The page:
Results: We identified 34 clinically meaningful discrepancies in 50 patient transfers. Fourteen transfers (28%) had ≥1 discrepancy, and ≥2 were present in 7 transfers (14%). The most common discrepancy categories were differences in situational awareness notifications and documented current therapy. Transfers with handoff document length in the top quartile had 10.6 (95% CI: 1.2-90.2) times more predicted discrepancies than transfers with handoff length in the bottom quartile. Patients receiving more medications in the 24 hours prior to transfer had higher discrepancy counts, with each additional medication increasing the predicted number of discrepancies by 17% (95% CI: 6%-29%).

Conclusion: Clinically meaningful discrepancies in the documented care plan pose legitimate safety concerns and are common at the time of transfer out of the ICU among complex patients.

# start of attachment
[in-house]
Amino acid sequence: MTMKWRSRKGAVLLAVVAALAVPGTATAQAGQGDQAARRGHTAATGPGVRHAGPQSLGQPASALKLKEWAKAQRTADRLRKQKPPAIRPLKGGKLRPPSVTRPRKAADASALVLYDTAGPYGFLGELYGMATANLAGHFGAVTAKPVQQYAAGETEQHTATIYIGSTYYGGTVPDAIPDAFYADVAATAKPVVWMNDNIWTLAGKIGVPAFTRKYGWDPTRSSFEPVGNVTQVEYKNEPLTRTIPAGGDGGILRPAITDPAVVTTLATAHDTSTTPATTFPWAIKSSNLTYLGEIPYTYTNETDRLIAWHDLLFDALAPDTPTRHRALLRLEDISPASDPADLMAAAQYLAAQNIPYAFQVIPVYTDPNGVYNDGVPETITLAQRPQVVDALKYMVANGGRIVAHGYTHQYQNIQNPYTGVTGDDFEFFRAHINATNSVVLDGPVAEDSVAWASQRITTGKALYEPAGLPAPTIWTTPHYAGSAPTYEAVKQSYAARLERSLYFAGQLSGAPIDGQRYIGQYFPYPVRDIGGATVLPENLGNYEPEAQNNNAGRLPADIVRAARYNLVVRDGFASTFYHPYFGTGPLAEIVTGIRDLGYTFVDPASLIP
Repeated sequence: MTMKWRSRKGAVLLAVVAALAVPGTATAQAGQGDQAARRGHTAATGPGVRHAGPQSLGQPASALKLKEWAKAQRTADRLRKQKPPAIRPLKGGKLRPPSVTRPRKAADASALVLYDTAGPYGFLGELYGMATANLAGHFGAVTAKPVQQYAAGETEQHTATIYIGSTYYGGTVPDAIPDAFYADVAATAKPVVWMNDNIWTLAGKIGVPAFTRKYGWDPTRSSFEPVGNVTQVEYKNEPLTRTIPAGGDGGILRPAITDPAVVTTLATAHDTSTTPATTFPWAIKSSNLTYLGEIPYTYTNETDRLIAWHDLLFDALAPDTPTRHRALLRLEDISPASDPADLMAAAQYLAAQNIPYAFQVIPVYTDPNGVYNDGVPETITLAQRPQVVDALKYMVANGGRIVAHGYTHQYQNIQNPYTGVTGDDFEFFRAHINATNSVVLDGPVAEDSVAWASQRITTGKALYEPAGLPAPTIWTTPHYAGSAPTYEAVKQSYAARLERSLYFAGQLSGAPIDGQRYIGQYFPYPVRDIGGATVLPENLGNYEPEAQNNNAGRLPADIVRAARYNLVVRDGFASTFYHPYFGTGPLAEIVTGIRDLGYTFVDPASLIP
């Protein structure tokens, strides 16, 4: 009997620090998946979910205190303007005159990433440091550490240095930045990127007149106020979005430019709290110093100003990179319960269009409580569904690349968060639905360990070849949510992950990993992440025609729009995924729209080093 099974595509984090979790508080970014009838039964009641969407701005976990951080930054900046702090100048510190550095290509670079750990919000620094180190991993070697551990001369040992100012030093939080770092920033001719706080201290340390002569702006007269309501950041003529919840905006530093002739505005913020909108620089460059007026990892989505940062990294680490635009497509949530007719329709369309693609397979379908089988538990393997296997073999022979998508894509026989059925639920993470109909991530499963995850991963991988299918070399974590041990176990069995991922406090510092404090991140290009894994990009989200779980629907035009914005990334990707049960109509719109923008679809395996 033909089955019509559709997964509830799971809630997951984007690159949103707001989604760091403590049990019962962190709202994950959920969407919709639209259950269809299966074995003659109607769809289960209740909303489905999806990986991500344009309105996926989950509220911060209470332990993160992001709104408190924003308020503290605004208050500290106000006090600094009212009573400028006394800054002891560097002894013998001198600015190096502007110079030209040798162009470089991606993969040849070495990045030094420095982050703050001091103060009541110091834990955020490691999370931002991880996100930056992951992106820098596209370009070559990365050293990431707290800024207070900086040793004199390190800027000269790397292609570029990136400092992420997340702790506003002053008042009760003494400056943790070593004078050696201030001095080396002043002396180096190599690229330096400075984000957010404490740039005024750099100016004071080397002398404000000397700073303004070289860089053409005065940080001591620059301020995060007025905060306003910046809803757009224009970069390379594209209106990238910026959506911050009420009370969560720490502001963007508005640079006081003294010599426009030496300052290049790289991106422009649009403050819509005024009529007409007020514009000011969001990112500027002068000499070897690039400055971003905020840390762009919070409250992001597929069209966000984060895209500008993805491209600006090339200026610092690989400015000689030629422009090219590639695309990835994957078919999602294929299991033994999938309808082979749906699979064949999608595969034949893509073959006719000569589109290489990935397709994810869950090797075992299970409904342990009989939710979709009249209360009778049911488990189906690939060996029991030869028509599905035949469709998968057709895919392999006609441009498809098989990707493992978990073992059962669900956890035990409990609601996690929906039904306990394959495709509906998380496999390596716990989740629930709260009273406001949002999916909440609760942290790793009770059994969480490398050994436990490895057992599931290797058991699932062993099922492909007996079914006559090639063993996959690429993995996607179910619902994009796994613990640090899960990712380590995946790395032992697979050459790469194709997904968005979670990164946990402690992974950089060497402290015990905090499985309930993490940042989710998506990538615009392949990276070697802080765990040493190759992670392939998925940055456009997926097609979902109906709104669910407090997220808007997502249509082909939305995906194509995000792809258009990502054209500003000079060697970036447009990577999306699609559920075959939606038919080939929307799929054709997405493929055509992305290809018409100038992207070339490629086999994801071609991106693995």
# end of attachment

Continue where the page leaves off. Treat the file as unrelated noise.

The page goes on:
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http://dx.doi.org/10.1093/jamiaopen/ooz026DOI Listing
http://www.ncbi.nlm.nih.gov/pmc/articles/PMC6951953PMC
October 2019

Formative Usability Testing Reduces Severe Blood Product Ordering Errors.

Appl Clin Inform 2019 10 25;10(5):981-990. Epub 2019 Dec 25.

Department of Pediatrics, Emory University School of Medicine, Atlanta, Georgia, United States.

Background: Medical errors in blood product orders and administration are common, especially for pediatric patients. A failure modes and effects analysis in our health care system indicated high risk from the electronic blood ordering process.

Objectives: There are two objectives of this study as follows:(1) To describe differences in the design of the original blood product orders and order sets in the system (original design), new orders and order sets designed by expert committee (DEC), and a third-version developed through user-centered design (UCD).(2) To compare the number and type of ordering errors, task completion rates, time on task, and user preferences between the original design and that developed via UCD.